I couldn’t help myself

Every Friday, Missouri Star Quilt Company puts a new video on YouTube. I need another project like I need another hole in my head but I couldn’t help myself. As soon as I saw Friday’s video I pictured the quilt in red and brown. I thought it would be a quick weekend project using the strips from the swaps I participated in a couple of years ago. Each block needs 18.5″ of each of the 2 main fabrics. We swapped half width of fabric so the strips should have been long enough. I was dismayed to discover that most of the red strips were only 15-16″ long. I must have cut off a 2.5″ square for another project and not remembered doing it. That meant I had to go through all the strips and check the length – time consuming. I finally found 23 strips that were long enough and read as red. Some of the swap strips were too pink, too purplish, too rusty, etc. The brown strips were fine although some were a little wider than the red strips. I don’t believe I’ll be swapping again. Kind of disappointing.

I finally got to the point where I could make the first blocks. Since I was working with 2.5″ strips and flippy corners, of course I had to sew a second seam to get a bonus triangle square. I didn’t want to waste time drawing lines so I needed to modify the tool I’m using to sew the diagonal seams.

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Quilt in a Day’s Sew Straight

According to Bonnie Hunter’s bonus triangle tip, the seams for a 2.5″ square should be 3/8″ apart. I added a piece of colored tape 3/8″ to the left of the center line of the tool. I sewed the first seam from corner to corner lining it up with the center line as instructed. For the second seam, I lined up the first seam with the right edge of the colored tape I added.

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That’s how I do the flippy triangles and get the bonus triangles without wasting time drawing lines. This technique is more accurate for me. Your mileage may vary.

So far I’ve made 8 blocks. Once I got the procedure down making the blocks picked up speed, though I’ll never be as fast as Jenny Doan.

I’m handling the bonus triangles as I go, pressing them and cutting off the dog ears. I’d like to sew them up as I go as well so I don’t end up with another bag of parts. I’m having analysis paralysis – can’t decide which configuration to use.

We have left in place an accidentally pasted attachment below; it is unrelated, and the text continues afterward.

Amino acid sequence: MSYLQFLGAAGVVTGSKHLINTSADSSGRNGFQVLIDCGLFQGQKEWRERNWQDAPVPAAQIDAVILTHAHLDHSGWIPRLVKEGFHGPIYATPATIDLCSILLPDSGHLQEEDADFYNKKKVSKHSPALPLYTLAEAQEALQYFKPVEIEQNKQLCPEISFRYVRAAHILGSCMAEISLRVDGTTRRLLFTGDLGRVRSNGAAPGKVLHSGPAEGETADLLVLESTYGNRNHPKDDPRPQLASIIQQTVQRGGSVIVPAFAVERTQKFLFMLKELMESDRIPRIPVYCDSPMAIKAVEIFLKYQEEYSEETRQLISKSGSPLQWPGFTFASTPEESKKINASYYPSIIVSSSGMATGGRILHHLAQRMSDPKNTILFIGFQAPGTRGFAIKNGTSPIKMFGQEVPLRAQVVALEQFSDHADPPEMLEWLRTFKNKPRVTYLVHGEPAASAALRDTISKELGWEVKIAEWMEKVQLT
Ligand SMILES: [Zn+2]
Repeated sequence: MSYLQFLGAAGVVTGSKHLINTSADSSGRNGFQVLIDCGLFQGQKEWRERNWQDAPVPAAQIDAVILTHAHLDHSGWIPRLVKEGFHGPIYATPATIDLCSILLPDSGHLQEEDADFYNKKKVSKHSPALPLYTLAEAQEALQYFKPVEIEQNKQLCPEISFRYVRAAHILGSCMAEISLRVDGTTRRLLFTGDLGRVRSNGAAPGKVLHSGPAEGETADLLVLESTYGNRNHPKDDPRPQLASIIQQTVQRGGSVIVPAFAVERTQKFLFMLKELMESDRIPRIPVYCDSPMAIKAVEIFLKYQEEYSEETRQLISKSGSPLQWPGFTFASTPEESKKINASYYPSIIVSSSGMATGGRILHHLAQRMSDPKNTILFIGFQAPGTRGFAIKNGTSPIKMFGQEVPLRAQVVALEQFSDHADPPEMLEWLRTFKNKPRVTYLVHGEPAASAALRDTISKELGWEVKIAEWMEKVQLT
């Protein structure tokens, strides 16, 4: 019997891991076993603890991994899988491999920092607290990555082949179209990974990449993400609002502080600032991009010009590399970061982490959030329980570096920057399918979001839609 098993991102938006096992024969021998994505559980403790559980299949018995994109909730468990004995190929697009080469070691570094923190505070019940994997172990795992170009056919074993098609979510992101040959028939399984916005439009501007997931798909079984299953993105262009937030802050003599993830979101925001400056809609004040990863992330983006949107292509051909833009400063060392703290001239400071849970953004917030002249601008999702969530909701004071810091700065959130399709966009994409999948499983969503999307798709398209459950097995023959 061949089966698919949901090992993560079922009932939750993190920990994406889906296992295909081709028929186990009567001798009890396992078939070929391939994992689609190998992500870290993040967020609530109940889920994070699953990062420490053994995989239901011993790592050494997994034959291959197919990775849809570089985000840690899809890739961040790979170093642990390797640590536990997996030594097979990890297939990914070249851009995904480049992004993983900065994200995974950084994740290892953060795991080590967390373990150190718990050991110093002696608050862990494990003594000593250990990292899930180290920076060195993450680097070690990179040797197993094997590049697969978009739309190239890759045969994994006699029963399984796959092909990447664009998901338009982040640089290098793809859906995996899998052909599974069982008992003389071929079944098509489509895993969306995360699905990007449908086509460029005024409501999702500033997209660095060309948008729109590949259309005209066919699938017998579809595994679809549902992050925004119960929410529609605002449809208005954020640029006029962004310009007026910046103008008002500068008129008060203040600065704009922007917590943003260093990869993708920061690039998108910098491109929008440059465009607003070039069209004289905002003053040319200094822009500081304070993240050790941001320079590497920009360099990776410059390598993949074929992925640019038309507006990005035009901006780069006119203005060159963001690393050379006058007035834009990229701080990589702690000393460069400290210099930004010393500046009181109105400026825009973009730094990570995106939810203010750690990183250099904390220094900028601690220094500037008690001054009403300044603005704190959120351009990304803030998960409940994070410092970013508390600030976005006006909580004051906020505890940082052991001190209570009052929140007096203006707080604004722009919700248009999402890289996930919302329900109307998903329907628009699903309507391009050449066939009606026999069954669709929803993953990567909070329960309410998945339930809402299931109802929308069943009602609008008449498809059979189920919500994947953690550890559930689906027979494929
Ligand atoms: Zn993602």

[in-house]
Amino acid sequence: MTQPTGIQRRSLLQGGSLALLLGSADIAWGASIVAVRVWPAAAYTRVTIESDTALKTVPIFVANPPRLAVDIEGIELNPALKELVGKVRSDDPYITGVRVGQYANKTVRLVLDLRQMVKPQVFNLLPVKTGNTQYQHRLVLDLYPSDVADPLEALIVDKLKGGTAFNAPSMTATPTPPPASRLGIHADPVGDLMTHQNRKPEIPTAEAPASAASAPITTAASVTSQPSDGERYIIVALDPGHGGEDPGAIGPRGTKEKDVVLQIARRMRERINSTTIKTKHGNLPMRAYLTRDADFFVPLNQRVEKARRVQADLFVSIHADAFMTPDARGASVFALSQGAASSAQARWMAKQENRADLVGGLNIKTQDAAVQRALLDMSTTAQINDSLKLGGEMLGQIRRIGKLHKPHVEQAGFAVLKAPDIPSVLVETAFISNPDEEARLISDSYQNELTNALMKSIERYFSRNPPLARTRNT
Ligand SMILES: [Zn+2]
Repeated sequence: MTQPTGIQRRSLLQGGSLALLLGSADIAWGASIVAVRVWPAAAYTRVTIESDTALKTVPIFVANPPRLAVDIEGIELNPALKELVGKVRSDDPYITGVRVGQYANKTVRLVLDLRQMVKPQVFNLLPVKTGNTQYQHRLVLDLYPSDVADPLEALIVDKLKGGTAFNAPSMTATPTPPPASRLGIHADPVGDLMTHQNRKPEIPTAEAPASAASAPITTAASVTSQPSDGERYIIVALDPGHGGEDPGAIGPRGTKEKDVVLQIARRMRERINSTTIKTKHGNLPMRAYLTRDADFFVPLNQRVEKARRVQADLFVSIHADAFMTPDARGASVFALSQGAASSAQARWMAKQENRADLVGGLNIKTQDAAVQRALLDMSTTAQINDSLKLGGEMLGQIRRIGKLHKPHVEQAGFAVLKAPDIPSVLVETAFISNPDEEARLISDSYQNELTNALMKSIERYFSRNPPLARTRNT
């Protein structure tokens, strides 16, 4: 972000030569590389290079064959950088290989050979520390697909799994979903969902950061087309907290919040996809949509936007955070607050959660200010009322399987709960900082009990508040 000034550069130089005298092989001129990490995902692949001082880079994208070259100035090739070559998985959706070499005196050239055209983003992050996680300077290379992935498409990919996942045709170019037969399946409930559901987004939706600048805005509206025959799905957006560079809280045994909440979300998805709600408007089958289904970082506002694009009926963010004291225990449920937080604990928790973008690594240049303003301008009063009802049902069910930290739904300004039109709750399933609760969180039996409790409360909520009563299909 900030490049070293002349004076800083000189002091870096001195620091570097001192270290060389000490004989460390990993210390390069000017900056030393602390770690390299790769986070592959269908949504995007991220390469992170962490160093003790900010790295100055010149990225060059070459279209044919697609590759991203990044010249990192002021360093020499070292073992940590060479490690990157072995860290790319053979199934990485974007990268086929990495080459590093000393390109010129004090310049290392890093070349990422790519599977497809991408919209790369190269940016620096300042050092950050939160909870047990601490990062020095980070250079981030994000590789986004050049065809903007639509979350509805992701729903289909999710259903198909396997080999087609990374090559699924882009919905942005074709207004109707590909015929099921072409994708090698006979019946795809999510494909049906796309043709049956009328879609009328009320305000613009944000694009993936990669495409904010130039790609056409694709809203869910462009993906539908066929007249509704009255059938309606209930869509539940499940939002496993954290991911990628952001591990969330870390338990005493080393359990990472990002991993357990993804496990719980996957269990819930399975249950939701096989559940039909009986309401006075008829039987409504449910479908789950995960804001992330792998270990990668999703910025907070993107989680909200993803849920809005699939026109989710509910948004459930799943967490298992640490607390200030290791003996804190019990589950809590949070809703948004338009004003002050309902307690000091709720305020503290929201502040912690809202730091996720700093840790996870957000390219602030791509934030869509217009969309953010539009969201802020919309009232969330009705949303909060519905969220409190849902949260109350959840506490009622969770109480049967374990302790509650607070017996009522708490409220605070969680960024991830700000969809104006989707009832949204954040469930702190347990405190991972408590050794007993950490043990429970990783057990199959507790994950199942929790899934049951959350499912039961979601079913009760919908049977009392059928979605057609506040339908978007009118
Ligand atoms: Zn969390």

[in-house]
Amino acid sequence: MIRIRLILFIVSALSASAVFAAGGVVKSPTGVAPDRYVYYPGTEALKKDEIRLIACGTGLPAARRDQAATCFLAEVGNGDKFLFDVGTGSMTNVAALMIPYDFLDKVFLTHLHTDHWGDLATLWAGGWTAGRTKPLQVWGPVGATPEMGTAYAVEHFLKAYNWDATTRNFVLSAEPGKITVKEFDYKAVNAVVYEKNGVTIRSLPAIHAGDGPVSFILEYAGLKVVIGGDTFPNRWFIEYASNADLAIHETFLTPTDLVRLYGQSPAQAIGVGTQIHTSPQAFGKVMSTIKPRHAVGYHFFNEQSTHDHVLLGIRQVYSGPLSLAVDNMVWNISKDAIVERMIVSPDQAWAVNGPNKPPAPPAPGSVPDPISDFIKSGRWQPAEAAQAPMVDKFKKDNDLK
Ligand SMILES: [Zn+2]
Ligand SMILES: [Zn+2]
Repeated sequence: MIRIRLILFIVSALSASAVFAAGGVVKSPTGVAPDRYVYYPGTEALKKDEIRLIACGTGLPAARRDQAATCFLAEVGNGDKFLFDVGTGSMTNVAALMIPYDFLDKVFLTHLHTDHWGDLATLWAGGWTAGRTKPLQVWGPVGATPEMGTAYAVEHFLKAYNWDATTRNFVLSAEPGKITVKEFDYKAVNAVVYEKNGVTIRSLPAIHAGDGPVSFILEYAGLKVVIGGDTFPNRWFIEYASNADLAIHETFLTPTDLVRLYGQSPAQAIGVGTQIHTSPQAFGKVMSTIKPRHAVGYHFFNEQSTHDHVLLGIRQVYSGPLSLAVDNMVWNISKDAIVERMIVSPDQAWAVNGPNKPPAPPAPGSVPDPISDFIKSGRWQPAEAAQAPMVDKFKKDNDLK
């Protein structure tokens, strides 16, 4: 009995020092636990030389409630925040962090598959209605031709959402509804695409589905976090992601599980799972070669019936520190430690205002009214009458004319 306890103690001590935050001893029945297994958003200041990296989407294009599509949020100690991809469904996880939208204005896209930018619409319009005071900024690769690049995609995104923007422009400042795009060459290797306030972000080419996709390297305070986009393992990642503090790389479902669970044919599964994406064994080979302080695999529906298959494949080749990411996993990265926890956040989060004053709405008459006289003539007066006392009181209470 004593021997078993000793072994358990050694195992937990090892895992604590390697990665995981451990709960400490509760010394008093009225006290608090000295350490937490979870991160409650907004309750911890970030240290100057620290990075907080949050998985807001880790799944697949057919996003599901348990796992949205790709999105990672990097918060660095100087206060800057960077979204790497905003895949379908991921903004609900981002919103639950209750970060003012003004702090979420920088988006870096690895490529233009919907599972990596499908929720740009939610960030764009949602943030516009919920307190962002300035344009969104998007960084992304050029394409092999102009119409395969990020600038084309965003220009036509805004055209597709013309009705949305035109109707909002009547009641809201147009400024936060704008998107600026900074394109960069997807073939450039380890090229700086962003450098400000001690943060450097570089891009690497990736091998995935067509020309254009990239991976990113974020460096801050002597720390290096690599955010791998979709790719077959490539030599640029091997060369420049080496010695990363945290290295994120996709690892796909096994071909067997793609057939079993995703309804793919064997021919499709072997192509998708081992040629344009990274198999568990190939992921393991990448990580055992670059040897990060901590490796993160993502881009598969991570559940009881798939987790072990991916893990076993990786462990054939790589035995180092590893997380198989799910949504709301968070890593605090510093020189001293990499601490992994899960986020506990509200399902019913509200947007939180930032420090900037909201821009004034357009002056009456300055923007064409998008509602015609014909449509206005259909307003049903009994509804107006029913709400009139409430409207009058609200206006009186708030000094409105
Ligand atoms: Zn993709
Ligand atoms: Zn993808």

I could do pinwheels or square in a square.

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I could do a sort of checkerboard. Ignore the bottom right set – I didn’t notice I laid them out wrong for this photo.

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I could do parallelograms.

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I could do broken dishes.

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I’m sure there are some other layouts that I didn’t think of.

Should I choose one layout and do only that one with all the sets? Or, should I make all the layouts and, throwing caution to the wind, use them all together in a random setting? I’m kind of tending toward the last option. What say you, gentle readers?

I think the reason I’m leaning toward using all of the layouts is a quilt I saw yesterday at the Pennsylvania National Quilt Show that really caught my eye. It was a Japanese scrap quilt of tumbling blocks where each diamond in the set of three contained a different block. I found myself thinking that the elaborate symmetrical quilts in the show were somewhat boring in their perfection. I was shocked to find myself thinking that.

If I counted correctly, I cut 23 block kits. I still need to cut red strips so I can make up the rest of the 36 block kits needed. I’ll probably wait and do that after these are made so I can make sure I have a suitable range of values.

In between bouts of sewing I’m cataloging my patterns and filing them alphabetically so I can actually find them when needed.

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One Response to “I couldn’t help myself”

  1. Linda schiffrr Says:

    Aha! Those ‘modern’ influences do creep in, eh? Grin. Seriously, I think various layouts together are always more interesting. You can arrange them in a symmetrical manner in the final quilt or scatter them randomly. Either way is fun to look at.

    šŸ™‚ Linda

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